Gardening for small spaces

© Nick Upton - 2020VISION

You may only have a balcony, a tiny lawn or a patio but it’s still possible to create your own private nature reserve.

All it takes is a bit of ingenuity and imagination, so says Hampshire & Isle of Wight Wildlife Trust member Mark Muir who in just over a year transformed the small brick-paved garden of his town centre terraced house into a haven for wildlife. “Our garden is a postage stamp with a small patch of gravel and two raised beds. There’s no grass at all,” says Mark. “But since last Spring we have grown all kinds of vegetables and attracted a range of butterflies and bees.”

Mark and his partner, Julia, began changing their garden when they received a packet of wildflower seeds as a wedding favour and decided to see what would grow. “We caught the bug and decided we wanted to turn our little urban patch into a pocket of flowers, herbs and vegetables. Bit by bit we added more pots in the garden and along the window sills.”

Their imaginative use of space meant that no area was out of bounds. Mark even recycled an old Vauxhall Astra tyre to successfully grow a marrow. “There’s a pair of split wellies too, which are no longer any good for festivals. One is now nurturing a dill plant, the other has thyme growing in it,” he says.

Once the plants were established, the garden soon began attracting other wildlife. Julia explains “We noticed large white butterflies visiting, and bees and hoverflies tending to the wildflowers in the raised beds. The highlight was finding four large elephant hawk moth caterpillars feasting on our fuschia bush and watching them grow by the day. We also found a slow worm in the small patch of gravel.”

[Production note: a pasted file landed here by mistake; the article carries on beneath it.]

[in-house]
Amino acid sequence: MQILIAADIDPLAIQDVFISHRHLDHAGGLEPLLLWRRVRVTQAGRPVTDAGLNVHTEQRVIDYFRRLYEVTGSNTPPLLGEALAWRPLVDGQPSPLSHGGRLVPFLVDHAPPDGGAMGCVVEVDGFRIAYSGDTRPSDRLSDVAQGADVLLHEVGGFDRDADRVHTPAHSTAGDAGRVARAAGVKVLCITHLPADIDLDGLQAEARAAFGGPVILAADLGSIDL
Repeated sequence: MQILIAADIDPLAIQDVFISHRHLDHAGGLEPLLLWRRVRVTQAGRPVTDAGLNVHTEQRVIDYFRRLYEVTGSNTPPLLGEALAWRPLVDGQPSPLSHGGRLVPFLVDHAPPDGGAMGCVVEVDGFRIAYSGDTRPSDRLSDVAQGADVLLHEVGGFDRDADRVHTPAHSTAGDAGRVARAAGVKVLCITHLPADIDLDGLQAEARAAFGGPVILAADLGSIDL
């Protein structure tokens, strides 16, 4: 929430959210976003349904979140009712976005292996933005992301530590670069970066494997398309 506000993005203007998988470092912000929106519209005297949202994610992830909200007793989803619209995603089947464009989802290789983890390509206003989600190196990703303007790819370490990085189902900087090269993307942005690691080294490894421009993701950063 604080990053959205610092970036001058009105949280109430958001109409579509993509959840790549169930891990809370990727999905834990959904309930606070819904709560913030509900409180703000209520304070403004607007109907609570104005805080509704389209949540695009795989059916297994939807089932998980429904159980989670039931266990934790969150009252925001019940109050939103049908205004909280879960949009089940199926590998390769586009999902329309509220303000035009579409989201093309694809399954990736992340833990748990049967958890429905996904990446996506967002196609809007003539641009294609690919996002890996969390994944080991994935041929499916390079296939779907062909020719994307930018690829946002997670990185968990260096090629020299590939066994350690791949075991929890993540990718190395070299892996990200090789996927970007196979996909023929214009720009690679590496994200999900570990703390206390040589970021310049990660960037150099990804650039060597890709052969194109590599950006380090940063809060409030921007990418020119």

The cost of starting a wildlife garden is small, yet Mark and Julia found that they could save even more money by sharing plants and seeds with family and friends. Better still, a good harvest was able to provide them with their own supply of home grown veg. “We grew veg for the first time this summer, fed ourselves and also attracted a more diverse array of wildlife in our garden, all whilst spending very little.”

We were encouraged by the number of pollinators attracted to the herbs and veg. This included two different varieties of tomato, cayenne chillies, bell peppers, lemon courgettes, two varieties of potato (“In a potato sack from the pound shop!”), lemon crystal cucumbers, patty pan, garlic, butternut squash, chard, herbs, red spring onions, beautiful purple carrots plus “some delicious salad leaves in a recycled Quality Street tin. The artichokes and beetroots didn’t make it, but we’ll try them again next year!”

Having a small garden also means that you don’t have to dedicate too much time to the plants. It’s low maintenance pretty much all year round and Mark says it is the perfect introduction to gardening for wildlife. “We started small as we have little spare time. That would be my advice to anyone thinking of giving it a go. Simply plant a few seeds and make sure you water them frequently.

“We used organic soil wherever possible and no pesticides or artificial fertiliser. Any snails we saw we simply relocated to places where they could do less damage. Just by doing these simple things it’s amazing what you can achieve and grow!” he adds.

For ideas of how to start your own wildlife garden, please visit our website: